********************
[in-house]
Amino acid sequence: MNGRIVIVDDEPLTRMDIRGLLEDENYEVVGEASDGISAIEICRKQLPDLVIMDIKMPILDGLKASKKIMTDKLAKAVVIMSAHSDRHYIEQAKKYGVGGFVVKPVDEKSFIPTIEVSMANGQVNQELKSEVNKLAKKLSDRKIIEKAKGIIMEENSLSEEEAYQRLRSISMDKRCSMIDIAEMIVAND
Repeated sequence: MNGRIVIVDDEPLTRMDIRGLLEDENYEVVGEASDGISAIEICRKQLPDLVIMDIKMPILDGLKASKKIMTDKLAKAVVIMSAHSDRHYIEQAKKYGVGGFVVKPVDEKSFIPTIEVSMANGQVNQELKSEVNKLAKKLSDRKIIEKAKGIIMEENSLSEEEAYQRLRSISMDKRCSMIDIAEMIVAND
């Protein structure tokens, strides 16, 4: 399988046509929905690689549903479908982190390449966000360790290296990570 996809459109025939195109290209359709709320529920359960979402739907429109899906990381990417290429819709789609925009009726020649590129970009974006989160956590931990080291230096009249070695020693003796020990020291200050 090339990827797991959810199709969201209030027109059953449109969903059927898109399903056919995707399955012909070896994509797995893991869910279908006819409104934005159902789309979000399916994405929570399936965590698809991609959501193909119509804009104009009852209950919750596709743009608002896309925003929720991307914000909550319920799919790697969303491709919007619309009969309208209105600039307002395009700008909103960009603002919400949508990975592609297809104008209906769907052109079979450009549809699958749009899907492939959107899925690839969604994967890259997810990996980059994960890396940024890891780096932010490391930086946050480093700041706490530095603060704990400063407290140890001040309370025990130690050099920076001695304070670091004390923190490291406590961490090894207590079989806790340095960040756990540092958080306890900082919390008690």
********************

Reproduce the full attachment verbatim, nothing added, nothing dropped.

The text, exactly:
[in-house]
Amino acid sequence: MNGRIVIVDDEPLTRMDIRGLLEDENYEVVGEASDGISAIEICRKQLPDLVIMDIKMPILDGLKASKKIMTDKLAKAVVIMSAHSDRHYIEQAKKYGVGGFVVKPVDEKSFIPTIEVSMANGQVNQELKSEVNKLAKKLSDRKIIEKAKGIIMEENSLSEEEAYQRLRSISMDKRCSMIDIAEMIVAND
Repeated sequence: MNGRIVIVDDEPLTRMDIRGLLEDENYEVVGEASDGISAIEICRKQLPDLVIMDIKMPILDGLKASKKIMTDKLAKAVVIMSAHSDRHYIEQAKKYGVGGFVVKPVDEKSFIPTIEVSMANGQVNQELKSEVNKLAKKLSDRKIIEKAKGIIMEENSLSEEEAYQRLRSISMDKRCSMIDIAEMIVAND
């Protein structure tokens, strides 16, 4: 399988046509929905690689549903479908982190390449966000360790290296990570 996809459109025939195109290209359709709320529920359960979402739907429109899906990381990417290429819709789609925009009726020649590129970009974006989160956590931990080291230096009249070695020693003796020990020291200050 090339990827797991959810199709969201209030027109059953449109969903059927898109399903056919995707399955012909070896994509797995893991869910279908006819409104934005159902789309979000399916994405929570399936965590698809991609959501193909119509804009104009009852209950919750596709743009608002896309925003929720991307914000909550319920799919790697969303491709919007619309009969309208209105600039307002395009700008909103960009603002919400949508990975592609297809104008209906769907052109079979450009549809699958749009899907492939959107899925690839969604994967890259997810990996980059994960890396940024890891780096932010490391930086946050480093700041706490530095603060704990400063407290140890001040309370025990130690050099920076001695304070670091004390923190490291406590961490090894207590079989806790340095960040756990540092958080306890900082919390008690």